Saturday, July 2, 2005

Why the United States need a constitutional convention

Here's another article (originally published at Freethought Forum) that provides some more of the background thinking in my perspective.


Based on what I know of how the U.S. government has behaved so far, I think we need a revolution to replace its government, as soon as possible, for its own sake and for that of the rest of the world. I don't think the rest of the world could (or should) impose a reorganization; I don't think a successful military rebellion from within is a real scenario, either. That leaves, however unlikely, a political or legal revolution.

I think there are too many powerful, interconnected ruling groups of people--political incumbents, the party machineries, lawyers, lobbyists, revolving-door CEOs/senior bureaucrats, top managers of capital--for anything but a knockout blow to succeed. Maybe a very strong, cunning and intelligent president could Executive Order and legislate us partway there, but I doubt it. He (who knows, maybe she) would probably be blocked by Congress, if not then by the courts. Such a person might also be very unlikely to accomplish the necessary curb of the power of the presidency itself.

Consequently, I think that however improbable-seeming, the only viable solution is to organize from the grassroots to bring about a constitutional convention to reorganize the federal government. Article V says that one must be held if called for by two-thirds of the states. (Quite a few already have active resolutions calling for a convention floating around.) The convention would then have a chance to redraft the government completely; they might not think up a completely new brilliant system, but at least they could place limits on the executive, stiffen the powers of the representative assembly, break the duopoly of the major parties, establish a truly independent judiciary, guarantee universal health care, etc. etc. etc....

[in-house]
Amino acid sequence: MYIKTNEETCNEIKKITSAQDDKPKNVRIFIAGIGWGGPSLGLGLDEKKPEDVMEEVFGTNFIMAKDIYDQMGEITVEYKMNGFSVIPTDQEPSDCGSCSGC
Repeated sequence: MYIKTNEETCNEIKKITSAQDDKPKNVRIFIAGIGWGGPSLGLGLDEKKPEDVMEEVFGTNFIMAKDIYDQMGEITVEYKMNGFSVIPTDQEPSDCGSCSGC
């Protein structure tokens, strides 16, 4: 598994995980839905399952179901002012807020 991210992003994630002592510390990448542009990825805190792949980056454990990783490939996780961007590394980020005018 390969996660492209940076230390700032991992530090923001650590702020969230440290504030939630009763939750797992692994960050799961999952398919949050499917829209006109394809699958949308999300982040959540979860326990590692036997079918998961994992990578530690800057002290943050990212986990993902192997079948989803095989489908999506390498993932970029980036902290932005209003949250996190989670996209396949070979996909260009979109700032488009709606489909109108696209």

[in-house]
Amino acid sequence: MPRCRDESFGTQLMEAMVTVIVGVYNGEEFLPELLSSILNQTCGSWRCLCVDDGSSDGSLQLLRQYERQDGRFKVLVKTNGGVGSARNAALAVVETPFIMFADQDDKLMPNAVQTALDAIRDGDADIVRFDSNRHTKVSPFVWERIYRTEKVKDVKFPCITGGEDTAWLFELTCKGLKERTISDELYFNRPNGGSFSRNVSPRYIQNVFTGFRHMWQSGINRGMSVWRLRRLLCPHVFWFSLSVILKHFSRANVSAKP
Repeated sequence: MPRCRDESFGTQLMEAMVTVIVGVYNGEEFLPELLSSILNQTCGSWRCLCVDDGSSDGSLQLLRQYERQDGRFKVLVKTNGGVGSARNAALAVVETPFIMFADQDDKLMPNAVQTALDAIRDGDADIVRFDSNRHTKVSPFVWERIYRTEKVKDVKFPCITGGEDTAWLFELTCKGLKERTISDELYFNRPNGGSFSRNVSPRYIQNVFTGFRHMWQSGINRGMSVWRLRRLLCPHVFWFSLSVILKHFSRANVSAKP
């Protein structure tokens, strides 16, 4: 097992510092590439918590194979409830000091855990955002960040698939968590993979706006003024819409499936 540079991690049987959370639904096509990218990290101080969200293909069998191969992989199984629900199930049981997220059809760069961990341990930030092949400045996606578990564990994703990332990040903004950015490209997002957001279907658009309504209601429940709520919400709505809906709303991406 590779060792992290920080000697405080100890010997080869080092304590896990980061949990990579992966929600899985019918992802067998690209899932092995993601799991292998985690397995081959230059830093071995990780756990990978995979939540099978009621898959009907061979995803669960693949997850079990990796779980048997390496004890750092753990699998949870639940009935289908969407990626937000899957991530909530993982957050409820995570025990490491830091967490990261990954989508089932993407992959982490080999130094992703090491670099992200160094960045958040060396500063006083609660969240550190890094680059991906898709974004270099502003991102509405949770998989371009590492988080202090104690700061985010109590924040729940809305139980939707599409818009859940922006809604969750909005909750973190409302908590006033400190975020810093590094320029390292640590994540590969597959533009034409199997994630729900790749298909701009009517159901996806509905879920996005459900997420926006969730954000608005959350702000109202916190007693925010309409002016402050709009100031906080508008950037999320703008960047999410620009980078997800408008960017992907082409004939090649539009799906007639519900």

If that new constitution survived its transition to embodying its first government without being largely co-opted by the reactive ruling elites, then we'd have managed to take another huge step forward in our political evolution, with long-lasting widespread beneficial consequences.

I recognize that a convention might not necessarily produce something better than what we have now, but I think the chances are high of improvement. I don't think the convention would be destroyed by thousands of special interests pursuing their individual supremacy. The two-step process of agreeing on proposed fundamental law and then having to approve it by a supermajority of three-quarters of the states by their legislatures or in convention makes a very strong force towards ignoring particularist concerns in favor of broad, basic unanimity. The 1787 convention settled their particularist concerns by means of general compromises, not insertion of innumerable small agendas. Congress has seen an incredibly heavy stream of proposed amendments ever since it first met; of those many thousands, only twenty-seven have eventually passed.

I also think any convention would treat the standing constitution with something approaching ginger reverence; I can easily imagine one of the first things they might do is resolve to re-include the Bill of Rights unchanged. I think their conservatism would run much deeper than that; the Preamble might stay just the same, too, as well as Article V, the means of amendment, and other portions of the text.

As I see it, the government is gradually but effectively disposing of the Bill of Rights, occasionally slowed down by the Supreme Court but not often. In order to make things work the way the current constitution intends them, I think you need to have the power to restate what it said more forcefully and clearly. In addition to strengthening the intention of the original document, I think it could use some additions. We haven't been keeping up with all the advances over the last two hundred years in fundamental rights and law.